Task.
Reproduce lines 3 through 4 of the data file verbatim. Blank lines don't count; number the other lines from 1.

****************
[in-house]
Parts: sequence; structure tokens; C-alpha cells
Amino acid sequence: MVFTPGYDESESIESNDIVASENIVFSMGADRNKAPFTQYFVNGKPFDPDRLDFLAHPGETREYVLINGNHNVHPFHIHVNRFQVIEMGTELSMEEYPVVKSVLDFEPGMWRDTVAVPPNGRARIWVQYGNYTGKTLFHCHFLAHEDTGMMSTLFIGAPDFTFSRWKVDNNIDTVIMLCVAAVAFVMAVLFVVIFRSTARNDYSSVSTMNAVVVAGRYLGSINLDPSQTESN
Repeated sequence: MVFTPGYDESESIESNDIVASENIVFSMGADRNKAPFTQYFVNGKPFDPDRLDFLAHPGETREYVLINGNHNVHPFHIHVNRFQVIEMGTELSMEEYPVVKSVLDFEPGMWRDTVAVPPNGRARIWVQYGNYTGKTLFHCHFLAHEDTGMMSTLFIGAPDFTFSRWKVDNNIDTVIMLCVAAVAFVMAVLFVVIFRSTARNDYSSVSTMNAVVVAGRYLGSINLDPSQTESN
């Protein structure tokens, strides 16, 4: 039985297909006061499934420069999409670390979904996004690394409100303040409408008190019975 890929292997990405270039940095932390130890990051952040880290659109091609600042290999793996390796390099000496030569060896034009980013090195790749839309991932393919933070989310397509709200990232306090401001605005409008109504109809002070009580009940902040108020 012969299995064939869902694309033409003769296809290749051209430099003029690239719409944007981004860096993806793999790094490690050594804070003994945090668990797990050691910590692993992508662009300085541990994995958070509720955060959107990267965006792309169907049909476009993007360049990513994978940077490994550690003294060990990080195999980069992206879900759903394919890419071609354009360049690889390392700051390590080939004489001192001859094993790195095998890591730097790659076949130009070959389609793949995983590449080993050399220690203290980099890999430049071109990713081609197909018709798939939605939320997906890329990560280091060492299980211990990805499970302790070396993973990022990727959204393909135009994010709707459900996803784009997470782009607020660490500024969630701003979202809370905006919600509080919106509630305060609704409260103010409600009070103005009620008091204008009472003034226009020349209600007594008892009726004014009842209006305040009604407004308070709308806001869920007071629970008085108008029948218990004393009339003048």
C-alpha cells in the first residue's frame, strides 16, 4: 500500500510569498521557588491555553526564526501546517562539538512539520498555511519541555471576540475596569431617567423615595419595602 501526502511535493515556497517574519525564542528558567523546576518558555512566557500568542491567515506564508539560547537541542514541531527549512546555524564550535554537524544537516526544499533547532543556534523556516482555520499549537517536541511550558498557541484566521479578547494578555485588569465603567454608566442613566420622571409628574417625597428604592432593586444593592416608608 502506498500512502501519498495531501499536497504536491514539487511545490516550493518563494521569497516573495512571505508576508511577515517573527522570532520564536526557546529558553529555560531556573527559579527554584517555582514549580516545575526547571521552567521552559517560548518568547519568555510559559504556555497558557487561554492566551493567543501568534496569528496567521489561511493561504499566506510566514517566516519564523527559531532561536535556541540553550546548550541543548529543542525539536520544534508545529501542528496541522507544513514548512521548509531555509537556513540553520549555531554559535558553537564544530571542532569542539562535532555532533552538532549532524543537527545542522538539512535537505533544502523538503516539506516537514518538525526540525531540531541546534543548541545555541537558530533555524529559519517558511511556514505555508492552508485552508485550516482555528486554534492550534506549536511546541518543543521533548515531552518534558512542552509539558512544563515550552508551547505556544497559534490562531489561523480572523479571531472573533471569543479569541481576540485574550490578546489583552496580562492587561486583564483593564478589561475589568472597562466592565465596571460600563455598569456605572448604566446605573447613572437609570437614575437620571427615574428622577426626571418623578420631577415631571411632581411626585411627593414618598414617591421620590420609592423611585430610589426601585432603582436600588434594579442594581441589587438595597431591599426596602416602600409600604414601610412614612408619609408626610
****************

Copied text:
Amino acid sequence: MVFTPGYDESESIESNDIVASENIVFSMGADRNKAPFTQYFVNGKPFDPDRLDFLAHPGETREYVLINGNHNVHPFHIHVNRFQVIEMGTELSMEEYPVVKSVLDFEPGMWRDTVAVPPNGRARIWVQYGNYTGKTLFHCHFLAHEDTGMMSTLFIGAPDFTFSRWKVDNNIDTVIMLCVAAVAFVMAVLFVVIFRSTARNDYSSVSTMNAVVVAGRYLGSINLDPSQTESN
Repeated sequence: MVFTPGYDESESIESNDIVASENIVFSMGADRNKAPFTQYFVNGKPFDPDRLDFLAHPGETREYVLINGNHNVHPFHIHVNRFQVIEMGTELSMEEYPVVKSVLDFEPGMWRDTVAVPPNGRARIWVQYGNYTGKTLFHCHFLAHEDTGMMSTLFIGAPDFTFSRWKVDNNIDTVIMLCVAAVAFVMAVLFVVIFRSTARNDYSSVSTMNAVVVAGRYLGSINLDPSQTESN